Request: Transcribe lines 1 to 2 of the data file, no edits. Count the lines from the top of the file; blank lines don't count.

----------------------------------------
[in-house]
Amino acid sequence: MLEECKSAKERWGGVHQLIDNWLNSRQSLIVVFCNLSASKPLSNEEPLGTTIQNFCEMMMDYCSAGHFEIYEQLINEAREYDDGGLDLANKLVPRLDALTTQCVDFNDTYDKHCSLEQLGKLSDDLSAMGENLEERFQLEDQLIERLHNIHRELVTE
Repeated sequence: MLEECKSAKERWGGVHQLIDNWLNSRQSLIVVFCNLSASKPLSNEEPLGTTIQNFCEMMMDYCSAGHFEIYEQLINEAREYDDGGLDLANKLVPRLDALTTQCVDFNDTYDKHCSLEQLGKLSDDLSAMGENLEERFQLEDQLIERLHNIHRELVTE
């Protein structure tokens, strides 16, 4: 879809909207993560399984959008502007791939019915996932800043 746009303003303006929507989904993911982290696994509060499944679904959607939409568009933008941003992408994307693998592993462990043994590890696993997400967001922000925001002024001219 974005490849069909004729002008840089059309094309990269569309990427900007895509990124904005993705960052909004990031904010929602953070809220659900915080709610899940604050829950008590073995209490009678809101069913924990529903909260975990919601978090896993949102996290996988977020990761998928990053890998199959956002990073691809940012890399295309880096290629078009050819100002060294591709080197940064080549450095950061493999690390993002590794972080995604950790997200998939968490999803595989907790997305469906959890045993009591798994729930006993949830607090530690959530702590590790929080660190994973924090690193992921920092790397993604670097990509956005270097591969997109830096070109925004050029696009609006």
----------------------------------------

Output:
[in-house]
Amino acid sequence: MLEECKSAKERWGGVHQLIDNWLNSRQSLIVVFCNLSASKPLSNEEPLGTTIQNFCEMMMDYCSAGHFEIYEQLINEAREYDDGGLDLANKLVPRLDALTTQCVDFNDTYDKHCSLEQLGKLSDDLSAMGENLEERFQLEDQLIERLHNIHRELVTE